People often use the term ‘flu’ for any cough or cold, but in fact influenza is a distinct condition that usually feels much worse than the average cold and can be serious. Here’s what you need to know about treating flu.
A case of flu can give you headaches, muscle aches, a high temperature, a cough, and a sore throat. If you get it, you’ll probably feel absolutely exhausted. The flu is caused by a virus and the symptoms can leave you feeling wiped out. For some people the flu can become very serious and it can even be fatal, so it’s important to look after yourself if you get it and to avoid getting the flu if you can, especially if you have underlying health conditions. That’s why many people get the flu vaccination every year to prevent a case of the flu.
Read on to find out more. However, this is no substitute for medical advice, so if you have underlying conditions or you are concerned about flu-like symptoms get in touch with your GP as it can be a very serious condition.
What is the flu?
The flu, or influenza, is a condition that affects your respiratory system. It’s caused by the influenza virus and can bring on symptoms including a cough, sore throat, headache and other muscle aches, and a fever. It can also make you feel extremely tired. For some people it can be very serious and even fatal, so take care. The flu spreads easily because when people cough or sneeze, the germs can live for as long as 24 hours on hands or any surfaces unless they are cleaned.
Flu is caused by the influenza virus, and because it is very infectious it is easily spread. A person with the condition coughs or sneezes and the virus lands on their hands or a nearby surface, then it is passed on when someone else comes into contact with it. The germs can stay there ready and able to infect someone else for around 24 hours. According to the NHS website a person with flu is more likely to give it to others in the first five days of the infection.
- Feeling exhausted.
- Sudden fever that could take your temperature to 38C or above.
- Aches including headaches.
- Dry cough
- Sore throat.
- Other possible symptoms include loss of appetite, diarrhoea, and feeling sick or vomiting.
People may have difficulty telling the difference between the flu and a simple cold, but there are some differences. Flu appears quickly, whereas a cold comes on gradually. It makes you feel much worse than a cold and it’s very difficult to carry on as normal if you have it, whereas with a cold, although you may feel some similar symptoms, it’s usually possible to get on with your usual routine. Cold symptoms are usually confined to your nose and throat, whereas flu symptoms are more widespread in the body.
You may be able to tell from your symptoms if you have the flu, without seeing a doctor, but there are circumstances when you should contact your doctor or go to 111.nhs.uk or call 111 to get help and advice. The NHS says that you should get help promptly if you have flu and any of the following apply to you – you are 65 or over, you’re pregnant, you have long-term conditions such as diabetes, or diseases of the heart, lungs or kidneys, or neurological disease, or your immune system is weakened. Even if none of those apply to you, but your symptoms do not get any better after seven days, you should seek medical help from your GP or the NHS phoneline. If you’re worried about a baby or child’s symptoms definitely get medical advice right away.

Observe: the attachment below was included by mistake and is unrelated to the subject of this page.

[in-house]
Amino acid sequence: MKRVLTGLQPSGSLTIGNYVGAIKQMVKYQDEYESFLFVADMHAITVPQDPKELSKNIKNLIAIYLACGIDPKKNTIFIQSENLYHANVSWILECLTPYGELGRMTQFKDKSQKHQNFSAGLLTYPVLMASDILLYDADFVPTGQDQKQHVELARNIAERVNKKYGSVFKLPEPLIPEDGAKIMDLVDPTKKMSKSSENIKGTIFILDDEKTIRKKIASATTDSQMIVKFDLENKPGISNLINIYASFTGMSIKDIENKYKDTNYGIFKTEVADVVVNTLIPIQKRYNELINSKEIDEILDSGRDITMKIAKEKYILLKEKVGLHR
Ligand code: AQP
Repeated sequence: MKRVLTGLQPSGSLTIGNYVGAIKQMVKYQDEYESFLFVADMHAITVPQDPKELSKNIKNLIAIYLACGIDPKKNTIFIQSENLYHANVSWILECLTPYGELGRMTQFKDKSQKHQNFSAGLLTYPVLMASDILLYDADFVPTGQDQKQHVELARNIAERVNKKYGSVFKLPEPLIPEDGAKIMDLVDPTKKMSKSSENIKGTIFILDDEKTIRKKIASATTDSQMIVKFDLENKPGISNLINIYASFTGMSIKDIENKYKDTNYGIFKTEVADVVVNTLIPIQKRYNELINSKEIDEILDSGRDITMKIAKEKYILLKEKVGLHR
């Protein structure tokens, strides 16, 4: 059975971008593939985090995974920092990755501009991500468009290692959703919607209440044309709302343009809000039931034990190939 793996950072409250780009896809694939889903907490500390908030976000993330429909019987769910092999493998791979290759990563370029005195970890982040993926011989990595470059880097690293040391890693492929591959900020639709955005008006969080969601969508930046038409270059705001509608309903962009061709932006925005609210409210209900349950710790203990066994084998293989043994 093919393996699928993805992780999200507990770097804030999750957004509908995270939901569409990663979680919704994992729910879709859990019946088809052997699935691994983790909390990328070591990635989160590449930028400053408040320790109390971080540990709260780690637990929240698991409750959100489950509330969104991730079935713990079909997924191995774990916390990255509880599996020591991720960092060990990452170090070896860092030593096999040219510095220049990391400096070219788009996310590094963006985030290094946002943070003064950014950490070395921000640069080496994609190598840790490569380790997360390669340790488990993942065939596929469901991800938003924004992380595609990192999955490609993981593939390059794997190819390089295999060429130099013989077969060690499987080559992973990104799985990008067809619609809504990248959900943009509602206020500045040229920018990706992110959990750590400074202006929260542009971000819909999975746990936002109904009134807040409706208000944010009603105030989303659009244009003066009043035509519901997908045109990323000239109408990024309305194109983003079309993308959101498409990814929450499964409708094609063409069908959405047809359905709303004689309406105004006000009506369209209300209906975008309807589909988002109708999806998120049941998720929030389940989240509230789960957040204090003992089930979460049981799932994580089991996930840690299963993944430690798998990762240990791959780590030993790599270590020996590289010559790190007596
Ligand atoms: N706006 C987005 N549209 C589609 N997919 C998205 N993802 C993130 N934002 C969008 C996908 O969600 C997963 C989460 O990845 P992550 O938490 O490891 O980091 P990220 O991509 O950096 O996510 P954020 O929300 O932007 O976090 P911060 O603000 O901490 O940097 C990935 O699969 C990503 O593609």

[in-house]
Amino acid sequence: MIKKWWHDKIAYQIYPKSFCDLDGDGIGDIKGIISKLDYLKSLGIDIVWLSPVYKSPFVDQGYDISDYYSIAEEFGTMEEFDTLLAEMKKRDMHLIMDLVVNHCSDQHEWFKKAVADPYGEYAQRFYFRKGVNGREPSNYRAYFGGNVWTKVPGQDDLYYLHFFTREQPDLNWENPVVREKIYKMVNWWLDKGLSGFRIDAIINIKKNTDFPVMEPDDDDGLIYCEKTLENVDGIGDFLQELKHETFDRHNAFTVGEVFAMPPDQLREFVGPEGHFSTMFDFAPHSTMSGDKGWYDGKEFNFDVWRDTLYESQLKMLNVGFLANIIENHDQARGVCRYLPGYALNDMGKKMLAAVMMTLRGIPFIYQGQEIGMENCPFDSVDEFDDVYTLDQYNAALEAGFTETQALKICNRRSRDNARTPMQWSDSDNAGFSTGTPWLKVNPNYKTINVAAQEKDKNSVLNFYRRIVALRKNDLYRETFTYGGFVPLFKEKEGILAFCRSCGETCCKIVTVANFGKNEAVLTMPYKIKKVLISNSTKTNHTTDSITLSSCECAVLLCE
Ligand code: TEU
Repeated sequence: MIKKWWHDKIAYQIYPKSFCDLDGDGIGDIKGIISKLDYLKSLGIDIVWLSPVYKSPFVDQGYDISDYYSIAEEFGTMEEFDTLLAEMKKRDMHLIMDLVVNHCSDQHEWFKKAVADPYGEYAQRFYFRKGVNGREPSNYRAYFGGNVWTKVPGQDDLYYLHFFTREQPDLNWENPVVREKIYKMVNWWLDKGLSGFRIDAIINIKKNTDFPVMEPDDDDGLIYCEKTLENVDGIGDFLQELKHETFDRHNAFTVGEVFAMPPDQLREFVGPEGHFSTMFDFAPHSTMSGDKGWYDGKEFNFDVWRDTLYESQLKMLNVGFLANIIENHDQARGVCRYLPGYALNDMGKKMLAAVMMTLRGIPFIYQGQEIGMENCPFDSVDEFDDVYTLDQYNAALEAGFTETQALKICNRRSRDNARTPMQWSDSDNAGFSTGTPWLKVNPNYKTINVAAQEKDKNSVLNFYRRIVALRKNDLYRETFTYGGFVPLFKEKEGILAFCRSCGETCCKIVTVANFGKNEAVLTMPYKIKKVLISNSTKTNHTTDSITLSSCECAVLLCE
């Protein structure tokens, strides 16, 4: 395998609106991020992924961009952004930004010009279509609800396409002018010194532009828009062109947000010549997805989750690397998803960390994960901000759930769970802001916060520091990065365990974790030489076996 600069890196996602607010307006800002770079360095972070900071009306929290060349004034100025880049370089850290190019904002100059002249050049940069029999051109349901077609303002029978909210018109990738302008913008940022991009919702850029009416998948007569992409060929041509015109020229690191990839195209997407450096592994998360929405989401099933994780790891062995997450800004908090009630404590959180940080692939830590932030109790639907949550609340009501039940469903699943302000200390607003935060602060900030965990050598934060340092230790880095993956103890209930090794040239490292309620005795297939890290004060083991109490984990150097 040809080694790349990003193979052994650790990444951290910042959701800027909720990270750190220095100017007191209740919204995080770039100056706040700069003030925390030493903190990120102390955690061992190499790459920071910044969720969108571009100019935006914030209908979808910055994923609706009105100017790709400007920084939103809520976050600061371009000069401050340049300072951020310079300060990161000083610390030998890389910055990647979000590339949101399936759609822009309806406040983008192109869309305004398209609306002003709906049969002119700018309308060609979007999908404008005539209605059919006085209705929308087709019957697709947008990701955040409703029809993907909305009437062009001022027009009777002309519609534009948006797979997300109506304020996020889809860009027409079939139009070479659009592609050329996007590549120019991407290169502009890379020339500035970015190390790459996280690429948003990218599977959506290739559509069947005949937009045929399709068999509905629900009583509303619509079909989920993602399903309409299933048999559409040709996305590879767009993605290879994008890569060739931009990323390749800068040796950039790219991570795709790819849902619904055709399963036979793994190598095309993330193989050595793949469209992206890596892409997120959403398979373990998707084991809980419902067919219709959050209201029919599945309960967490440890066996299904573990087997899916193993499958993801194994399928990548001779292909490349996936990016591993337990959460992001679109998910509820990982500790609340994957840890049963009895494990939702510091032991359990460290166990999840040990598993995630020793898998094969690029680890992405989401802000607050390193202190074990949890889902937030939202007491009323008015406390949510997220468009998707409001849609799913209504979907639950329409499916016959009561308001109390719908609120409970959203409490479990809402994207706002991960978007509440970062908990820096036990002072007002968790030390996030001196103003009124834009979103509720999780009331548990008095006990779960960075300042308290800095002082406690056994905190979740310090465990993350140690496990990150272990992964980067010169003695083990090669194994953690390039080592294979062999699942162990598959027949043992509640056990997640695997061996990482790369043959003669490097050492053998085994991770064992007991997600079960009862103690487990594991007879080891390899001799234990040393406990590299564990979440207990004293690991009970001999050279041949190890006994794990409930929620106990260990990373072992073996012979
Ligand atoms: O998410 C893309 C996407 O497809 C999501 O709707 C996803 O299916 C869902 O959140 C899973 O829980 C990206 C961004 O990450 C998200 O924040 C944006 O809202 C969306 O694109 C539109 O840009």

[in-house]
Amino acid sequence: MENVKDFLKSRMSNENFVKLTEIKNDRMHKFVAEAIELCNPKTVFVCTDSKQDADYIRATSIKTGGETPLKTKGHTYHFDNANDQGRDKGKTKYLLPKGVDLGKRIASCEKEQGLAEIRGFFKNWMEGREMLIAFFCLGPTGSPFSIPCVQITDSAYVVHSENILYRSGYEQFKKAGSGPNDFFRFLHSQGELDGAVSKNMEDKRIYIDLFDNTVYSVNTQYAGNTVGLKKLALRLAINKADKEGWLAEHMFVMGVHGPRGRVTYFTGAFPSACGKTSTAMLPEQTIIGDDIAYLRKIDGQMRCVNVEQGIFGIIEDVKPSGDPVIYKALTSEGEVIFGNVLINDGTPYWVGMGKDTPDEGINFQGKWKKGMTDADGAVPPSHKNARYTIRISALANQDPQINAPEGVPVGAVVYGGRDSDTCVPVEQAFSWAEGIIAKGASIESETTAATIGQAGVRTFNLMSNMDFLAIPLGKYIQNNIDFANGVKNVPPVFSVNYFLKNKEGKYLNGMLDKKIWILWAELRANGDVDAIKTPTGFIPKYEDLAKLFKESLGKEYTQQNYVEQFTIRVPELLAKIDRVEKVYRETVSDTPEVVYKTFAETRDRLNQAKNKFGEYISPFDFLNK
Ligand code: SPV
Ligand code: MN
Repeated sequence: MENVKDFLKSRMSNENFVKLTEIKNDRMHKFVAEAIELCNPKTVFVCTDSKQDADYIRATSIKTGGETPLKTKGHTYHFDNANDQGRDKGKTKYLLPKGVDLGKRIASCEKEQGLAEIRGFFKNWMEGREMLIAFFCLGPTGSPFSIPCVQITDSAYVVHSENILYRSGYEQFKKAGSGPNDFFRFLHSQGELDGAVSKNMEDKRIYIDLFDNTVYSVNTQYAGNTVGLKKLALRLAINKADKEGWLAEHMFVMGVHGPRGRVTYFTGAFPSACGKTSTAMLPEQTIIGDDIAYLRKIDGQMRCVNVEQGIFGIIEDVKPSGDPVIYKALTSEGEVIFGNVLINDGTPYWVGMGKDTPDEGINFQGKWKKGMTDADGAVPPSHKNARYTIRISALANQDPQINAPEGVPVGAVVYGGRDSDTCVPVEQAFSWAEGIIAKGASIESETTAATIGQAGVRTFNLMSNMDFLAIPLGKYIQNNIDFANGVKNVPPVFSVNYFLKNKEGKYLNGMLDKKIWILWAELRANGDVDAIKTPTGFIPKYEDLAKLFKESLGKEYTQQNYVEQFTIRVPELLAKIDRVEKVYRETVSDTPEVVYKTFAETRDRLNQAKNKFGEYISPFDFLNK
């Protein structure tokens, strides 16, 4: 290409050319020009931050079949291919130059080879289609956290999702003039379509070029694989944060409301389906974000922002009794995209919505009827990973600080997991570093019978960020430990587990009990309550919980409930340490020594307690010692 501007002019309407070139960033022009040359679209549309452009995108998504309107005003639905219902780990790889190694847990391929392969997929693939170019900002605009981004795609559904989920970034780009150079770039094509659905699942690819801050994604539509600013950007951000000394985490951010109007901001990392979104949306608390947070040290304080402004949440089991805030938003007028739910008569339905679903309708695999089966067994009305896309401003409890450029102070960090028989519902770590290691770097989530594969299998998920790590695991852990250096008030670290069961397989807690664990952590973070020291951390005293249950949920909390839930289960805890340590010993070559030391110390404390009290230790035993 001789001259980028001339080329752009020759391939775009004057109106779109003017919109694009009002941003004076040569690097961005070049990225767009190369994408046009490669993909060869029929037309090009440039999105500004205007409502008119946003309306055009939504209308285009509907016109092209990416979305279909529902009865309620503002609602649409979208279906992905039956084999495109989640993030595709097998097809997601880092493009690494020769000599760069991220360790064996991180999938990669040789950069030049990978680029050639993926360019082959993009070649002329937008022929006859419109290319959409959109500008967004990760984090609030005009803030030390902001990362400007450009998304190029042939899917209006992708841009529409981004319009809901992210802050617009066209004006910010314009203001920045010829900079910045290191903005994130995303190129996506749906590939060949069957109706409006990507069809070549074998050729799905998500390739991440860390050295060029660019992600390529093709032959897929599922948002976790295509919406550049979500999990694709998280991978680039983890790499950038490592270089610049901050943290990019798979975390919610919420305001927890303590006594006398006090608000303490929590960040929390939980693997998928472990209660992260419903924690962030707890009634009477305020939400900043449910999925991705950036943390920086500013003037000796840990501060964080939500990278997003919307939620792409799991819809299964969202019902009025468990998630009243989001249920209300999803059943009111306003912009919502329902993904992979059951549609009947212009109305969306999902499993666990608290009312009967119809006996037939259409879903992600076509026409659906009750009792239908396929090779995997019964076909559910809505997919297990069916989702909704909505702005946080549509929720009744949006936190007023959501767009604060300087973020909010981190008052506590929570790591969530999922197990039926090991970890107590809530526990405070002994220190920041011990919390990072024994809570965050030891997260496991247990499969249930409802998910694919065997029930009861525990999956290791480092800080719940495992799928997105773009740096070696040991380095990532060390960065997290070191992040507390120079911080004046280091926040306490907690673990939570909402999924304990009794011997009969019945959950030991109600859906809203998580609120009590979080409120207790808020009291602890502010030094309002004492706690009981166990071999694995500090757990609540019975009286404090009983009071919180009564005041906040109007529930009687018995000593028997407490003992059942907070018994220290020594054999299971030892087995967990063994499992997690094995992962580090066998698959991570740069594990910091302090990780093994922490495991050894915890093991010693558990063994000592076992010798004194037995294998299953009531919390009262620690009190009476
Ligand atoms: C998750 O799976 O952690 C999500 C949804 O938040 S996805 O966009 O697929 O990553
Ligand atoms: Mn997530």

As long as things don’t take a severe turn, you can treat the condition yourself and this will make you feel better as well as potentially shortening the duration of the illness. However, get medical help and advice if you are over 65, pregnant, have long-term underlying health conditions, a weak immune system or the symptoms haven’t improved after a week.
Rest and keep warm
Having the flu is exhausting and you may not feel like doing much. It’s important to listen to your body and allow yourself to rest and to sleep if you feel you need to. You need to keep warm, so whether you have taken to your bed or you’ve set up camp on the sofa, it’s a good excuse to curl up with your duvet and a put on a cosy jumper.
Having a high temperature can make dehydration happen more easily, so it’s important to stay hydrated by drinking enough water. You can tell if you’ve taken on enough fluids by looking at your pee when you go to the loo. If you’re sufficiently hydrated it should be clear or pale yellow.
Taking paracetamol or ibuprofen if you can will help you feel better because these medications help to lower your temperature and ease aches and pains. Antibiotics are not recommended as they don’t ease flu symptoms or help you get better any more quickly.
How can I prevent the flu?
You can catch it as a result of touching a surface where the virus is present, because someone with flu has sneezed or coughed nearby and the droplets have landed on surfaces. If you then touch your nose or mouth that can introduce it into your system. That means that one of the best ways to prevent yourself getting it is thoroughly washing your hands often with warm water and soap, so that if you do touch a contaminated surface, you remove the germs from your hands. If you have the flu you can help prevent the spread to others by using a tissue when you cough or sneeze and putting it in the bin as soon as you can.
Getting the vaccine can also help you avoid getting influenza. The following groups can get it on the NHS – those who are aged 50 or over, have certain health conditions, are pregnant, or living in long-stay residential care. People who receive a carer’s allowance or who care for someone who could be at risk if they caught the flu, or those who live with someone who is at high risk from coronavirus can also get it on the NHS as can frontline health or social care workers.